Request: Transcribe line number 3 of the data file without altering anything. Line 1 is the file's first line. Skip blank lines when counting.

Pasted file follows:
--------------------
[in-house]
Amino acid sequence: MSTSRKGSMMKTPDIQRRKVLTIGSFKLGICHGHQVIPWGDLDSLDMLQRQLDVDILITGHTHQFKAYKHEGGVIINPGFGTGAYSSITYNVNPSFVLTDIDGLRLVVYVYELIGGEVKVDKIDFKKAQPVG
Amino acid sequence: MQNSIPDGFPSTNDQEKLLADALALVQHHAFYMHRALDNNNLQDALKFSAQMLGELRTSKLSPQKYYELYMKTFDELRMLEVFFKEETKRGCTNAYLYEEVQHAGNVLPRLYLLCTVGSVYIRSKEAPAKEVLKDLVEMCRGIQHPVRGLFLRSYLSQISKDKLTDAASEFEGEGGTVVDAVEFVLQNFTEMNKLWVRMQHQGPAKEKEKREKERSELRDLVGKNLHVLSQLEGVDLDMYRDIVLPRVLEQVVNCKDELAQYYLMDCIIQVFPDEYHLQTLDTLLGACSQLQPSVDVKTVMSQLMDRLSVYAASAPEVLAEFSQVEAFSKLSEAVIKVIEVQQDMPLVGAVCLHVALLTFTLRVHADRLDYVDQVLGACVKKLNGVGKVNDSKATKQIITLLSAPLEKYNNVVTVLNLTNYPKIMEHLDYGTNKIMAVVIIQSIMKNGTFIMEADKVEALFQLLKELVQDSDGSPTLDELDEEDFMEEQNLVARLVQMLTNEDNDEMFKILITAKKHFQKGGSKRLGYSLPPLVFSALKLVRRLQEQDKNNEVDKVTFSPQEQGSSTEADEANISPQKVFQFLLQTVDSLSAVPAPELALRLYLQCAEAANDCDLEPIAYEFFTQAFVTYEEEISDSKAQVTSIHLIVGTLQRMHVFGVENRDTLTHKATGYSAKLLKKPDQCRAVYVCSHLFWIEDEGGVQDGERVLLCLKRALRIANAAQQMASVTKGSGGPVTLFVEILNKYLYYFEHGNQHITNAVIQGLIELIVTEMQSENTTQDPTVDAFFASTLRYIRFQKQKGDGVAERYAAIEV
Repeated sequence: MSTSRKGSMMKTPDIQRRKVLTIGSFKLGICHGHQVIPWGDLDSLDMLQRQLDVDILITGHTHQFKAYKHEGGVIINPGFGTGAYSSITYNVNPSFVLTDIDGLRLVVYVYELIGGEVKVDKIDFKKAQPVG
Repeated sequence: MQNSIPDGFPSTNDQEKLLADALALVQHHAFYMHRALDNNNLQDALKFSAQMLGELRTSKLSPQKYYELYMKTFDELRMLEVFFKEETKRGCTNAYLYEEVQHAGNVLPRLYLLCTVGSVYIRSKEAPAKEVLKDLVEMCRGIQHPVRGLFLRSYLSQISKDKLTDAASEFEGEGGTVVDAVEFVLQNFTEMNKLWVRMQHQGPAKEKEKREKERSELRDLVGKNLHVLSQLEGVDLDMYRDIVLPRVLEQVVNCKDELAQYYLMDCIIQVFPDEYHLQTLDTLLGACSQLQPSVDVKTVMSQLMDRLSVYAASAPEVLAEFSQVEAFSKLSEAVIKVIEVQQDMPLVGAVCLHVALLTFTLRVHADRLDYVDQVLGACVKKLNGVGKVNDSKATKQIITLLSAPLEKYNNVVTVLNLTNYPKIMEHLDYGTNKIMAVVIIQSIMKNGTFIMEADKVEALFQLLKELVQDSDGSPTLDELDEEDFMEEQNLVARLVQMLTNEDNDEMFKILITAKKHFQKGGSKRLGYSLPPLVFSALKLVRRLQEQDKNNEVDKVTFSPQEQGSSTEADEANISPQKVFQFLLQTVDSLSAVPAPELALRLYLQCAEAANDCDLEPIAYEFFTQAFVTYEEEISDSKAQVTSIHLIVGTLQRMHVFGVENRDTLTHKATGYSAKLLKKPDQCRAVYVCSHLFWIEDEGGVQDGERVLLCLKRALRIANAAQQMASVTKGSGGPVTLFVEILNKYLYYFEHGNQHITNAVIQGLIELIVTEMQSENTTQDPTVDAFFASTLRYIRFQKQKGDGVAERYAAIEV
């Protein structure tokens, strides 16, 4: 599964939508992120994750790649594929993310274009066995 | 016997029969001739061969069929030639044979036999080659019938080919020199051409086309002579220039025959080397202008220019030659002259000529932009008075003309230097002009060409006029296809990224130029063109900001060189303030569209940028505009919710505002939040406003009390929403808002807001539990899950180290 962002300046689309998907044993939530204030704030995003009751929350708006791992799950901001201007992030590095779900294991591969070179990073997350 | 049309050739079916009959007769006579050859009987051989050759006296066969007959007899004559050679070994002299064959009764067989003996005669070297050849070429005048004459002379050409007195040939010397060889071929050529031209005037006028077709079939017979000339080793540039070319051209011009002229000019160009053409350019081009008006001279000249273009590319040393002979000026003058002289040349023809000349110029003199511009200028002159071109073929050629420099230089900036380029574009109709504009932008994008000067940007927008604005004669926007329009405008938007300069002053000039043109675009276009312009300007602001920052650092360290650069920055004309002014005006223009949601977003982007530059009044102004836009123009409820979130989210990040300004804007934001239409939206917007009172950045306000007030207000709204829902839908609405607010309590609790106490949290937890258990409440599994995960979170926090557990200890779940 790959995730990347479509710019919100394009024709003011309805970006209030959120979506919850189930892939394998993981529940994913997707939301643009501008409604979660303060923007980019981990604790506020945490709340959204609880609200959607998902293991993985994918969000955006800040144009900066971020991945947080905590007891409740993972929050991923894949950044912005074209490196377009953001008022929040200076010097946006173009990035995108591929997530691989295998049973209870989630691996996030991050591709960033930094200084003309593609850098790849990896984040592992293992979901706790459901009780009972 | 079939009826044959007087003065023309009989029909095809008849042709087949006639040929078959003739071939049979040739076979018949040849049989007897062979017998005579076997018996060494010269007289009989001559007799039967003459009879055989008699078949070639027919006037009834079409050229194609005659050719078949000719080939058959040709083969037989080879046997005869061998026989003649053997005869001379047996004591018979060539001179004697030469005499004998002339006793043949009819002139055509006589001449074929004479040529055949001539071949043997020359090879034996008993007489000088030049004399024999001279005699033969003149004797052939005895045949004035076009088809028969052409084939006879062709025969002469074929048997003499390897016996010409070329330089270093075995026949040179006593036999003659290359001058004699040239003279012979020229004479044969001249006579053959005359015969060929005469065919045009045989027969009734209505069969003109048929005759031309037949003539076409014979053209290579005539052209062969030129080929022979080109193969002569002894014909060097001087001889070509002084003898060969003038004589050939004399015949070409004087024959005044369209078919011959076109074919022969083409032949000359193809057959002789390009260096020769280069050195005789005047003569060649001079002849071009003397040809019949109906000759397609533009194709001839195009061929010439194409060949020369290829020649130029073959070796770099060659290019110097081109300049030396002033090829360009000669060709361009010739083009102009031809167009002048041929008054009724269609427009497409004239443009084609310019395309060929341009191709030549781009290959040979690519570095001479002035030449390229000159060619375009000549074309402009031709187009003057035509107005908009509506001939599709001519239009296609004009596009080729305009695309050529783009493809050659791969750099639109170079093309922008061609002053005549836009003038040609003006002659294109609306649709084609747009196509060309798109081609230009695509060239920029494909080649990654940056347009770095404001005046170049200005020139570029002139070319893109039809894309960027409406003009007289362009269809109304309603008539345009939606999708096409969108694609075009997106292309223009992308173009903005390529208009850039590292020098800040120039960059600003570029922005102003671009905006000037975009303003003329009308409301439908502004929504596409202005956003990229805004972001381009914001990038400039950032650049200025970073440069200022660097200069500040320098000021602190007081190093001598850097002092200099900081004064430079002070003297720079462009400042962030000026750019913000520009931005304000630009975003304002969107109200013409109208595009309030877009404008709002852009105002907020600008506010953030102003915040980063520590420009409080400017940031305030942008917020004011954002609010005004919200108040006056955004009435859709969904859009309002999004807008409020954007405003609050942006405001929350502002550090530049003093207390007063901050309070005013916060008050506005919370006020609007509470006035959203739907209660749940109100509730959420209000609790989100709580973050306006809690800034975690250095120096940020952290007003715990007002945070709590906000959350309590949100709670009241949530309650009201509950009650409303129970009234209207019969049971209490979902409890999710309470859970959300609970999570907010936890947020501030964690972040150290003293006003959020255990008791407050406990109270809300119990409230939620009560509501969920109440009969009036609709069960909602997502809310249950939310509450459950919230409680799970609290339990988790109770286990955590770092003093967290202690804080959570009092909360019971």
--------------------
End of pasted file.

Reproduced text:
Amino acid sequence: MQNSIPDGFPSTNDQEKLLADALALVQHHAFYMHRALDNNNLQDALKFSAQMLGELRTSKLSPQKYYELYMKTFDELRMLEVFFKEETKRGCTNAYLYEEVQHAGNVLPRLYLLCTVGSVYIRSKEAPAKEVLKDLVEMCRGIQHPVRGLFLRSYLSQISKDKLTDAASEFEGEGGTVVDAVEFVLQNFTEMNKLWVRMQHQGPAKEKEKREKERSELRDLVGKNLHVLSQLEGVDLDMYRDIVLPRVLEQVVNCKDELAQYYLMDCIIQVFPDEYHLQTLDTLLGACSQLQPSVDVKTVMSQLMDRLSVYAASAPEVLAEFSQVEAFSKLSEAVIKVIEVQQDMPLVGAVCLHVALLTFTLRVHADRLDYVDQVLGACVKKLNGVGKVNDSKATKQIITLLSAPLEKYNNVVTVLNLTNYPKIMEHLDYGTNKIMAVVIIQSIMKNGTFIMEADKVEALFQLLKELVQDSDGSPTLDELDEEDFMEEQNLVARLVQMLTNEDNDEMFKILITAKKHFQKGGSKRLGYSLPPLVFSALKLVRRLQEQDKNNEVDKVTFSPQEQGSSTEADEANISPQKVFQFLLQTVDSLSAVPAPELALRLYLQCAEAANDCDLEPIAYEFFTQAFVTYEEEISDSKAQVTSIHLIVGTLQRMHVFGVENRDTLTHKATGYSAKLLKKPDQCRAVYVCSHLFWIEDEGGVQDGERVLLCLKRALRIANAAQQMASVTKGSGGPVTLFVEILNKYLYYFEHGNQHITNAVIQGLIELIVTEMQSENTTQDPTVDAFFASTLRYIRFQKQKGDGVAERYAAIEV